Courses in History (Division 390)

100-Level Courses are Survey Courses and Introductory Courses for Freshmen and Sophomores

111. Modern Europe. Hist. 110 is recommended as prerequisite. (4). (SS).

This course examines European history from 1700 until 1945, outlining large-scale social, political-economic, and cultural change. The lecture will focus on the "turning points" of European history the Enlightenment, the French revolution, the industrial revolution, the rise of new social classes and new ideologies liberalism, nationalism, socialism the era of imperialism, the First World War, the Russian revolution, National Socialism in Germany, the Second World War, and the division of Europe in 1945. There will be two weekly class meetings that will be divided between lectures and discussions. Course requirements include: a midterm and final examination; one 5-7 page paper on a topic addressed in readings; and participation in class discussions. [Cost:3] [WL:1] (Canning)

161. United States, 1865 to the Present. (4). (SS).

This course will explore United States history since the Civil War by examining the diversity of experiences in the expanding nation and conflicting perspectives on the meaning of freedom and democracy. One recurrent theme will be the ways in which different Americans have responded when they have identified problems in their society. We will try to move quickly early in the class so that we can devote ample time to the post-World War II Civil Rights Movement, the Women's Movement, and the Vietnam War. Our goal will be to develop themes that will help us interpret the past, to make better sense of the present, and to sharpen our abilities to think, read, and write clearly and critically. (Clark)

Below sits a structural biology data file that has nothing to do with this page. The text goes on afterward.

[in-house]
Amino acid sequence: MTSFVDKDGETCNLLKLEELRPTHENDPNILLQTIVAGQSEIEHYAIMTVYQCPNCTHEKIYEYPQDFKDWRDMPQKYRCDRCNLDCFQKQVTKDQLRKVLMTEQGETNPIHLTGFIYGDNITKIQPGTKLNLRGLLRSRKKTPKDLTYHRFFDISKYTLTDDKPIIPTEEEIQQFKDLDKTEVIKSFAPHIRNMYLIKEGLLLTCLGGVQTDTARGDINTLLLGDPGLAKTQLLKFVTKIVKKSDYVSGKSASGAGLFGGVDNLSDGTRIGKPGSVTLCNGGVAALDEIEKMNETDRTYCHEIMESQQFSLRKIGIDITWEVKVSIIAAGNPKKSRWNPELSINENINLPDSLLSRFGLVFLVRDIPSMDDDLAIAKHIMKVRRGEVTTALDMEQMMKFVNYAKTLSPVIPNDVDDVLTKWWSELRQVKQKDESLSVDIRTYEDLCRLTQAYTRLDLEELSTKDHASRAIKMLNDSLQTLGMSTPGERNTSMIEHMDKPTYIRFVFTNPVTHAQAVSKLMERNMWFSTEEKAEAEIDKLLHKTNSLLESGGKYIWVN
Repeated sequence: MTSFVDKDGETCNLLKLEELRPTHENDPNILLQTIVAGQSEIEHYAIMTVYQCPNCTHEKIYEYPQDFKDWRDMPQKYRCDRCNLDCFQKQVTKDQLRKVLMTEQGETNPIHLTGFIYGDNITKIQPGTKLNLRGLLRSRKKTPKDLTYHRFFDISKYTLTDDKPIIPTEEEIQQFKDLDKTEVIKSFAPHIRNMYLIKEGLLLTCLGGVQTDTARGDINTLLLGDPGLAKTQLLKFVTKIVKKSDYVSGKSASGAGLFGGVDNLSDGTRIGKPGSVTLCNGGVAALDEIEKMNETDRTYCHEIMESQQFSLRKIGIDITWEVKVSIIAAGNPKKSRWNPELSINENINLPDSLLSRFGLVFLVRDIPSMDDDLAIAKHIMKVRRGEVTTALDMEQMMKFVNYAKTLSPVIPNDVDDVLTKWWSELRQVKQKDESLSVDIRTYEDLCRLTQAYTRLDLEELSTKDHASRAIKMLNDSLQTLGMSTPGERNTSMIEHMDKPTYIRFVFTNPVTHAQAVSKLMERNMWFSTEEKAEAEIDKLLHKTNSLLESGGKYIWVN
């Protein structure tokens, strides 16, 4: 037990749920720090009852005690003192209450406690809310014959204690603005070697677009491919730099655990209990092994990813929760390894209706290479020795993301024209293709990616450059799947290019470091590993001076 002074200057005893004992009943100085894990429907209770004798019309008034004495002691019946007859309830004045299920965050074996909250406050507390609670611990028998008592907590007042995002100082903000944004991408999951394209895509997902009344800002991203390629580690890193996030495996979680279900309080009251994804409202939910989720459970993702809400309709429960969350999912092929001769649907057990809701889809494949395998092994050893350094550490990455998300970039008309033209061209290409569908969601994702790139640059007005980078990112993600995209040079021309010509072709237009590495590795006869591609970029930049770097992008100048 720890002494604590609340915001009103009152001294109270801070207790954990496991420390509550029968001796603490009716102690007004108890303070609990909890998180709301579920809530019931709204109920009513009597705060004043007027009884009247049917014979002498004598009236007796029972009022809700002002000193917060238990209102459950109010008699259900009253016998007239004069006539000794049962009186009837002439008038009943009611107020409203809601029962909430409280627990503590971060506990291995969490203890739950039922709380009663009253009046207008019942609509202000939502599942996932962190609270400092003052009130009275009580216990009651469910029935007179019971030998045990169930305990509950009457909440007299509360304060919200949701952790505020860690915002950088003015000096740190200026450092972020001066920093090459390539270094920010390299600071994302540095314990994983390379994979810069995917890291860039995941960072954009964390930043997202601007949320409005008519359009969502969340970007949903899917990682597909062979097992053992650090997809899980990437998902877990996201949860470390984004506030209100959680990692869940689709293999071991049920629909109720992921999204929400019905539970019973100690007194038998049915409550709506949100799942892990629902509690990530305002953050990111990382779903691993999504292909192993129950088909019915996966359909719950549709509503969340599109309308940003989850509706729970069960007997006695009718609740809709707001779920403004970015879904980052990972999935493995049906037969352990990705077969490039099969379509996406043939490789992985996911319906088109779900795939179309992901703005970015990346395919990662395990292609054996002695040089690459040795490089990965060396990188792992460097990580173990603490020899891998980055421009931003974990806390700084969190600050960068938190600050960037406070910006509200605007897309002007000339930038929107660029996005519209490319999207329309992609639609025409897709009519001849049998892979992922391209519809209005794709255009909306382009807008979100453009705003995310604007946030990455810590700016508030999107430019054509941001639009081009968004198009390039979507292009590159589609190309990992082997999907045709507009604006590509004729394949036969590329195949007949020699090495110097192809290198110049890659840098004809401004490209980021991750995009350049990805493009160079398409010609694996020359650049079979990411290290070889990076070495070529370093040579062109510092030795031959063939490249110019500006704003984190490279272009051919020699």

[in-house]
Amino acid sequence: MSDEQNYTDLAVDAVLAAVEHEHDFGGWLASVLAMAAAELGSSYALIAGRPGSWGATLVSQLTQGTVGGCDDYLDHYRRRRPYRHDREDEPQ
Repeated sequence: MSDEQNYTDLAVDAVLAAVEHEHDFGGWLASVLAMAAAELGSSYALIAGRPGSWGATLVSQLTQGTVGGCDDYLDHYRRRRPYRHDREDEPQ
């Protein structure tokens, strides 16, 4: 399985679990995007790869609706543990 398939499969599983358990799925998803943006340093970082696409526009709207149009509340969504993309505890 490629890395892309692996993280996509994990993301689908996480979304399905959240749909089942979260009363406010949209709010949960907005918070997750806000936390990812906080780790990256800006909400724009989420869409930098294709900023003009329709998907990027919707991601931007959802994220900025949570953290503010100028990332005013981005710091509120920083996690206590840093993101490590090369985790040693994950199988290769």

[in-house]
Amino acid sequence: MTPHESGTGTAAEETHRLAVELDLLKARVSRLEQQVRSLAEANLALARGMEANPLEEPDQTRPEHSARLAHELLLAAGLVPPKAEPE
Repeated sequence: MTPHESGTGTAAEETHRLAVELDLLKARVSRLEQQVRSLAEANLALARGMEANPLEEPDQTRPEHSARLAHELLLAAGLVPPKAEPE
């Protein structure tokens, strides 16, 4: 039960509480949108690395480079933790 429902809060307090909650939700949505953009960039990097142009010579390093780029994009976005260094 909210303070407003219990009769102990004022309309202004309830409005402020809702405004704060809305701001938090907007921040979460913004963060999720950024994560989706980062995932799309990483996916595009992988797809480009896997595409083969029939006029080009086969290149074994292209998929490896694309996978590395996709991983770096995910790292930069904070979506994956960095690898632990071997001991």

200-Level Courses are for Sophomores and Upper Class Students

217. War and Society in the 20th Century: World War II. (4). (Excl).

This course focuses on WWII from an American viewpoint: How did American society and individual Americans fight the "good" war? What actually happened, both overseas and at home? How did the experience of the war change the nation and individuals? Lectures, readings and films cover five areas: going to war, the war in Asia and the Pacific, the European war, mobilizing the action, and the end games. The course is graded on a short essay test after each of these five areas, plus a final exam. Texts include R. Divine, THE RELUCTANT BELLIGERENT; R. Spector, EAGLE AGAINST THE SUN, A. Winkler, HOME FROM U.S.A.; G. Wright, THE ORDEAL OF TOTAL WAR; and a course pack. There are no prerequisites; students who wish to use the course for social science credit must contact the instructor at the first class meeting. [Cost:2] [WL:1] (Collier)

300-Level Courses and Above are for Juniors and Seniors

395. Reading Course. Open only to history concentrators by written permission of instructor. (1-4). (Excl). (INDEPENDENT). May be repeated for credit only with permission of the Associate Chairman.

This is an independent 1-4 hour course open only to history concentrators by written permission of instructor. It may be repeated for credit only with permission of the Associate Chairman.


lsa logo

University of Michigan | College of LS&A | Student Academic Affairs | LS&A Bulletin Index

This page maintained by LS&A Academic Information and Publications, 1228 Angell Hall

The Regents of the University of Michigan,
Ann Arbor, MI 48109 USA +1 734 764-1817

Trademarks of the University of Michigan may not be electronically or otherwise altered or separated from this document or used for any non-University purpose.